Although the selection of a persona or group
based identification rather than a specific individual is not a new development
for TIME; this year's selection of "The Protester" points toward intriguing
new developments in the dynamics of global publics. TIME Magazine’s selection criterion
is rather simple; the award goes to that person, group, or concept which most
influenced the news, for better or for worse.
Why “The Protester”? Why not the singular
Tunisian fruit vendor; the spark that spurred a fire that would rapidly proceed
to engulf the globe; from the favelas of the south to the arctic blasted
Russian metropolises, and the most developed countries in the world? Why not
choose even a specific group of protesters, “The Arab Spring” or the #OWS
Here’s portion of TIME Magazine’s defense of
year, people have complained about the failure of traditional leadership and
the fecklessness of institutions. Politicians cannot look beyond the next
election, and they refuse to make hard choices. That's one reason we did not
select an individual this year. But leadership has come from the bottom of the
pyramid, not the top. For capturing and highlighting a global sense of restless
promise, for upending governments and conventional wisdom, for combining the
oldest of techniques with the newest of technologies to shine a light on human
dignity and, finally, for steering the planet on a more democratic though
sometimes more dangerous path for the 21st century, the Protester is TIME's
2011 Person of the Year.
News by definition is generated from
controversy. News is a form of protest against the status quo; it pokes holes
in the previously seamless fabric of the present. In re-presenting the facts of
what has occurred the news defies expectations of what we thought was
occurring. But news is also analysis, opinion, and commentary on how we should
relate ourselves to new developments; as they emerge in real-time. News even offers
analysis on the news. And other media offer analysis on the analysis of the
analysis. Entertainment, factual presentation, commentary and opinion become
ever blurred in the era of Meta-news.
Yet the news has also donned the mask of the figure of the “The Protester” in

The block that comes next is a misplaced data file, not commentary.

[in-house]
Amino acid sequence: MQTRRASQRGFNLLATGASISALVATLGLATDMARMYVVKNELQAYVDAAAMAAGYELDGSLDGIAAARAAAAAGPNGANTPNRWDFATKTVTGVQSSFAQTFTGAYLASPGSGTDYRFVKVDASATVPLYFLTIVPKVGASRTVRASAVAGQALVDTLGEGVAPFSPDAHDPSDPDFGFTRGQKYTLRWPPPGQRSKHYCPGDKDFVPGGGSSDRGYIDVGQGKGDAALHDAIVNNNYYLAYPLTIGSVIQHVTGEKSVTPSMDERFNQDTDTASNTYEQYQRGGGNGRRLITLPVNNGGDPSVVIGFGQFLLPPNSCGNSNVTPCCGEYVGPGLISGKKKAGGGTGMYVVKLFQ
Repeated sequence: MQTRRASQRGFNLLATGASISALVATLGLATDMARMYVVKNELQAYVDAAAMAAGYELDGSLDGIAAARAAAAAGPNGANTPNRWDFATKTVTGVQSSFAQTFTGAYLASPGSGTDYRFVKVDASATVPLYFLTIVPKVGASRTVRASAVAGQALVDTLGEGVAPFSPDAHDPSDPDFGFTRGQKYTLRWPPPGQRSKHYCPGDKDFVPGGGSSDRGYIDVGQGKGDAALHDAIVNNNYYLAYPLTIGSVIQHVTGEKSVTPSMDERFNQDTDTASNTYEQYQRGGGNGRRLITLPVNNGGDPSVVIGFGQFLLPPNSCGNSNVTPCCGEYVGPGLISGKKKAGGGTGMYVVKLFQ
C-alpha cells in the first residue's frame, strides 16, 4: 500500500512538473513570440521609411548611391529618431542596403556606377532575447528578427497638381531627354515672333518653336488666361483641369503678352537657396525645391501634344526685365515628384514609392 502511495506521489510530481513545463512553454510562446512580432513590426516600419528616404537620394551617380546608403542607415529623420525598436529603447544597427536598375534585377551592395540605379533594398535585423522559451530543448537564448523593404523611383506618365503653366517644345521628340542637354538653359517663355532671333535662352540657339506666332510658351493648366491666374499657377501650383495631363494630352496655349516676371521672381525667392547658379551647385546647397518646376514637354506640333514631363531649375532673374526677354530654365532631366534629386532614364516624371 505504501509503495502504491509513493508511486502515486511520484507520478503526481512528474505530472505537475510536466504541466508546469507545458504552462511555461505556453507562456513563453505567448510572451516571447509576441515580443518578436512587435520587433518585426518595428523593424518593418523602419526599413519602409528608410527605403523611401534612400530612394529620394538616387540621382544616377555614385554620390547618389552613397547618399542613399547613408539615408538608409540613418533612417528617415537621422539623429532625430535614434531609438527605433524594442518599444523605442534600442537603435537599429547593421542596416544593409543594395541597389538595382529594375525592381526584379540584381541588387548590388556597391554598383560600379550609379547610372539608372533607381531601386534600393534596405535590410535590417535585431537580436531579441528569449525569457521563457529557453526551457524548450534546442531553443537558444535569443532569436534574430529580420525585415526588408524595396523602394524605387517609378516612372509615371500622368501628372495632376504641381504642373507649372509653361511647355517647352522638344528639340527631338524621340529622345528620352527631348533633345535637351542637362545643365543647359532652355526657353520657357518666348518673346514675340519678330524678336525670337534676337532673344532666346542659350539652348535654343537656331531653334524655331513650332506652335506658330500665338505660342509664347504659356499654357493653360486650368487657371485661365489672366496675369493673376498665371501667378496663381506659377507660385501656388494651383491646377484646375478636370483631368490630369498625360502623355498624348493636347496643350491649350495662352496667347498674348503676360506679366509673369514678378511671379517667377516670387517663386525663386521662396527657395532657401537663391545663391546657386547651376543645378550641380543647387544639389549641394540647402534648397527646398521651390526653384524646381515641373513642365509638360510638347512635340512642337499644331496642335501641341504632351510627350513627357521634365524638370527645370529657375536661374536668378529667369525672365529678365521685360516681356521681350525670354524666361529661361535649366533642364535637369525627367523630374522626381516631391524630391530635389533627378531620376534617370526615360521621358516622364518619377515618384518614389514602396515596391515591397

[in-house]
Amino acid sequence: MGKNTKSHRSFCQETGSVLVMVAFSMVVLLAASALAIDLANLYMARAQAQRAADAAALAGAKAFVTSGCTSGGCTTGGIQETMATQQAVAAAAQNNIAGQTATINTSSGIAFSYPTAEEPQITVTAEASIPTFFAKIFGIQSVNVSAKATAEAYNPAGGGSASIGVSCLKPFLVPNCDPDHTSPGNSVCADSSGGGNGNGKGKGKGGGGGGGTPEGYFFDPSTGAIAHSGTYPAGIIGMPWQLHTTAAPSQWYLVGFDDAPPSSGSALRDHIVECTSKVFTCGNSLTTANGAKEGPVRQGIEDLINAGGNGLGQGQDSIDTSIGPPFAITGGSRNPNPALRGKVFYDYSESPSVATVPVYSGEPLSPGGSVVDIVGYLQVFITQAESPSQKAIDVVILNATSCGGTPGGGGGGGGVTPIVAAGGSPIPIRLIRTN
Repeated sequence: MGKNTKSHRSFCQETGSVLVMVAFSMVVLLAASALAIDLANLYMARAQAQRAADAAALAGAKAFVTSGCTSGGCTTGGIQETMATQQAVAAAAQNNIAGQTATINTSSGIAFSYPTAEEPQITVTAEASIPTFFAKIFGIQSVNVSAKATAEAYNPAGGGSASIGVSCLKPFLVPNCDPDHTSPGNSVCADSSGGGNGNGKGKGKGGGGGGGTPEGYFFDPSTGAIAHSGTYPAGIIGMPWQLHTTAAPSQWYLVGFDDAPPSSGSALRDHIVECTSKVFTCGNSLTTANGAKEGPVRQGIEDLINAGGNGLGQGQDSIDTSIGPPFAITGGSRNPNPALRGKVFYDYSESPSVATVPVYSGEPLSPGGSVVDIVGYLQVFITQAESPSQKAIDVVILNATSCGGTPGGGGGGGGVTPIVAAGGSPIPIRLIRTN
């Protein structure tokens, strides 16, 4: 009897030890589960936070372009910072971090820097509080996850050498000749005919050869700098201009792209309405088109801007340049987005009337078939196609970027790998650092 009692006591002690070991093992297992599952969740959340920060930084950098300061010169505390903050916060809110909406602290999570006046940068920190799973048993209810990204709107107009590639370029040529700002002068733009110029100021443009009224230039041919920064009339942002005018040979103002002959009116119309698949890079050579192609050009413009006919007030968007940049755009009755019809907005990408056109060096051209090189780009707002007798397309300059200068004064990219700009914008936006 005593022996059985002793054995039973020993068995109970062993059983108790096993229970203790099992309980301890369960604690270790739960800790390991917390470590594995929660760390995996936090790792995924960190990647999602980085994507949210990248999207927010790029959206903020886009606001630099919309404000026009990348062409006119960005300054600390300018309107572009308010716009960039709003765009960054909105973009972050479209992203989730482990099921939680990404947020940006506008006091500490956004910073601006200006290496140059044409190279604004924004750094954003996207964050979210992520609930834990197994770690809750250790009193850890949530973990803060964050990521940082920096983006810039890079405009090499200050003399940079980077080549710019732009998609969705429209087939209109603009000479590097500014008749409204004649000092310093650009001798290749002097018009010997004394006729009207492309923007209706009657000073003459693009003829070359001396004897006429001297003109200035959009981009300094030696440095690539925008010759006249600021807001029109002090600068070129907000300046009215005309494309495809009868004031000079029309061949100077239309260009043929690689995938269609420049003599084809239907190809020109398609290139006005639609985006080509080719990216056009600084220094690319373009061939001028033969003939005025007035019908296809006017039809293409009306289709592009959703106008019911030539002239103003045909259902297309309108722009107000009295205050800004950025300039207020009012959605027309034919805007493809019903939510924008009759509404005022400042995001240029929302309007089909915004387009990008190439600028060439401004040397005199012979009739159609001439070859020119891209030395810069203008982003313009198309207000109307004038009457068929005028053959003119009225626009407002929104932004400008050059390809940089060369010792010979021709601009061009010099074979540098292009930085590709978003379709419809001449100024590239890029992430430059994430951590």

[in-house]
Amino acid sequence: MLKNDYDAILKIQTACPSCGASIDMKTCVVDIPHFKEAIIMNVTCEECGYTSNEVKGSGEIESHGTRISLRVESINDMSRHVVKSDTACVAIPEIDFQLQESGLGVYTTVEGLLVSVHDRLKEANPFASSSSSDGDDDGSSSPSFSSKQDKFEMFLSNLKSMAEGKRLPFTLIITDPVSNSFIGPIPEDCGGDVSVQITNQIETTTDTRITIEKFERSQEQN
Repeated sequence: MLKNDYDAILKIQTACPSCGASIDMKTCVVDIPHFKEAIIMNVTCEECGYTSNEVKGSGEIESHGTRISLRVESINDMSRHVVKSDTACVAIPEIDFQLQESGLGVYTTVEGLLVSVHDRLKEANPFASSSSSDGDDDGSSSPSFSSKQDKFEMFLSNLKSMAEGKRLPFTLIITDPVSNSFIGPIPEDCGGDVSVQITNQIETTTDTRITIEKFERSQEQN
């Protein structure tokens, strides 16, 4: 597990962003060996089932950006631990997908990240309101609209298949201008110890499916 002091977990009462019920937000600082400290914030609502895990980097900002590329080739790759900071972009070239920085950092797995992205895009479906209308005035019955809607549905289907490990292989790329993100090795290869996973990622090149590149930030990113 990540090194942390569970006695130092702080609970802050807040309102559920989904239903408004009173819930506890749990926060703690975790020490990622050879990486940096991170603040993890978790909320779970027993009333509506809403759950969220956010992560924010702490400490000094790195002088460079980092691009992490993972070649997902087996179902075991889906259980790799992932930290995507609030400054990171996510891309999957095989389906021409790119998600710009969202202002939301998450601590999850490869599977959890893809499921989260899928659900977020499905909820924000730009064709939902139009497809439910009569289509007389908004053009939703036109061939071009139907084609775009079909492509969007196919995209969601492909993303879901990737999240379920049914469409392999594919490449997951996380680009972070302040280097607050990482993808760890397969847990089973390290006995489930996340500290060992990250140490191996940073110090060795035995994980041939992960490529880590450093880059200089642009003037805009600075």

response to the “The Protester” itself, in its myriad forms.
The Person of the Year is not decided based on extracting
data from algorithms or trends from complex metrics. TIME’s award is an
analysis by the media of the media, but while it claims to be simply
representing the facts of the case, should this award not be the most obvious
of decisions? Shouldn’t the answer be staring us straight in the face? TIME
doesn’t seem to even feign some sort of claim to objectivity or very rigorously
stress the differences between the runner-up’s and the winner. The selection
process is based on perceptions, and like all perceptions, from the very
beginning it is an act of valuation.
Developments in Cognitive Psychology and Neurophilosophy
have demonstrably proven the inability to maintain a distinction between fact
and value. At the most basic level of the visual cortex (V1), before one is
even conscious of a visual sense perception, feedback loops of higher order
thinking processes have already influenced the act of perception. Sober,
rational deliberation that’s freed from all extraneous influence vanishes,
always trailing in the wake of precognitive, emotional valences.
And in a sense,
TIME Magazine is all too aware of this phenomenon. In the penultimate statement
defending their decision, TIME reflects on the affective capacities that “The
For capturing and highlighting a global sense of restless
for selection is fundamentally based on the influence a person/group/concept has had on the media. The reason “The Protester” was so influential was because it
fostered the conditions of possibility that connected, created and fed
unpredictable desires. There was something else at work in the figure of
“The Protester” this year. The figure itself always already was a figure that
embodied influence. In a sense every TIME Magazine Person of the Year recipient
embodies the figure of “The Protester” in one-way or another.